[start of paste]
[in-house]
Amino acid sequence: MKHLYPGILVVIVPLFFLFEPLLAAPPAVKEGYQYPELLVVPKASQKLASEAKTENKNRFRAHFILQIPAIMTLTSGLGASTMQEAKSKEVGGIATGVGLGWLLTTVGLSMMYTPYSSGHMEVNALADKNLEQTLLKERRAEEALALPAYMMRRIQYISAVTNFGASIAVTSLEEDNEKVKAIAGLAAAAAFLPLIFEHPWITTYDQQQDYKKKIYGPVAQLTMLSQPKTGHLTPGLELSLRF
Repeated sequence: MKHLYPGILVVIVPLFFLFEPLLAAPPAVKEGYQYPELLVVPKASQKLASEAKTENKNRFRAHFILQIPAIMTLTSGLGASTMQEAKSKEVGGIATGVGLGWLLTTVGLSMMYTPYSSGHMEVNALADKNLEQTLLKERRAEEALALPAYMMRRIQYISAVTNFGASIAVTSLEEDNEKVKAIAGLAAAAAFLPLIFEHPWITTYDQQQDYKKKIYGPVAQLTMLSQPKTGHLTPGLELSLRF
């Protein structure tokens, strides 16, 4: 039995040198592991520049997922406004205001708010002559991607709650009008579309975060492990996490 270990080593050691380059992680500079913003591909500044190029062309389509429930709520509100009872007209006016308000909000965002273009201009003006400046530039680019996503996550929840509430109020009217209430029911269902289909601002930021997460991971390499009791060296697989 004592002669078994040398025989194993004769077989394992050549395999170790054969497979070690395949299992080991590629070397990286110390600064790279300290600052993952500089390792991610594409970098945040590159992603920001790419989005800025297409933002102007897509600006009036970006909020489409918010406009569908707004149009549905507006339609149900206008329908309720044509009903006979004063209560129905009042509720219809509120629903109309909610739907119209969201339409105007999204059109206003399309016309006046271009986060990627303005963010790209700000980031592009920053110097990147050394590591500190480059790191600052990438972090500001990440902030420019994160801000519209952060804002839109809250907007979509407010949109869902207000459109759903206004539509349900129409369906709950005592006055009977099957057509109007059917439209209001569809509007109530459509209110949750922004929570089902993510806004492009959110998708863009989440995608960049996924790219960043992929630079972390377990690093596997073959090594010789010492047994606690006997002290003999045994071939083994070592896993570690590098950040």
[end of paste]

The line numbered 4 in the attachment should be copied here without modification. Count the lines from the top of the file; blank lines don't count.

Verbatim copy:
């Protein structure tokens, strides 16, 4: 039995040198592991520049997922406004205001708010002559991607709650009008579309975060492990996490 270990080593050691380059992680500079913003591909500044190029062309389509429930709520509100009872007209006016308000909000965002273009201009003006400046530039680019996503996550929840509430109020009217209430029911269902289909601002930021997460991971390499009791060296697989 004592002669078994040398025989194993004769077989394992050549395999170790054969497979070690395949299992080991590629070397990286110390600064790279300290600052993952500089390792991610594409970098945040590159992603920001790419989005800025297409933002102007897509600006009036970006909020489409918010406009569908707004149009549905507006339609149900206008329908309720044509009903006979004063209560129905009042509720219809509120629903109309909610739907119209969201339409105007999204059109206003399309016309006046271009986060990627303005963010790209700000980031592009920053110097990147050394590591500190480059790191600052990438972090500001990440902030420019994160801000519209952060804002839109809250907007979509407010949109869902207000459109759903206004539509349900129409369906709950005592006055009977099957057509109007059917439209209001569809509007109530459509209110949750922004929570089902993510806004492009959110998708863009989440995608960049996924790219960043992929630079972390377990690093596997073959090594010789010492047994606690006997002290003999045994071939083994070592896993570690590098950040």